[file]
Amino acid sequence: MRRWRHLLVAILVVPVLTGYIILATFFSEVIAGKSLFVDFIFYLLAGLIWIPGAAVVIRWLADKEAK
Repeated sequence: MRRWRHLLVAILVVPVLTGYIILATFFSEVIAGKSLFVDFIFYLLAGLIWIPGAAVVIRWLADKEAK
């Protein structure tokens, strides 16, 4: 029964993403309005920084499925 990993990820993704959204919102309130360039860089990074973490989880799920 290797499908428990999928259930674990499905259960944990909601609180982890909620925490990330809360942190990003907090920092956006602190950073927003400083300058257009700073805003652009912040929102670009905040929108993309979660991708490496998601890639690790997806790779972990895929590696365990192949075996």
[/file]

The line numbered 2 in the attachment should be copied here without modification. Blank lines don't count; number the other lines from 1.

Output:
Repeated sequence: MRRWRHLLVAILVVPVLTGYIILATFFSEVIAGKSLFVDFIFYLLAGLIWIPGAAVVIRWLADKEAK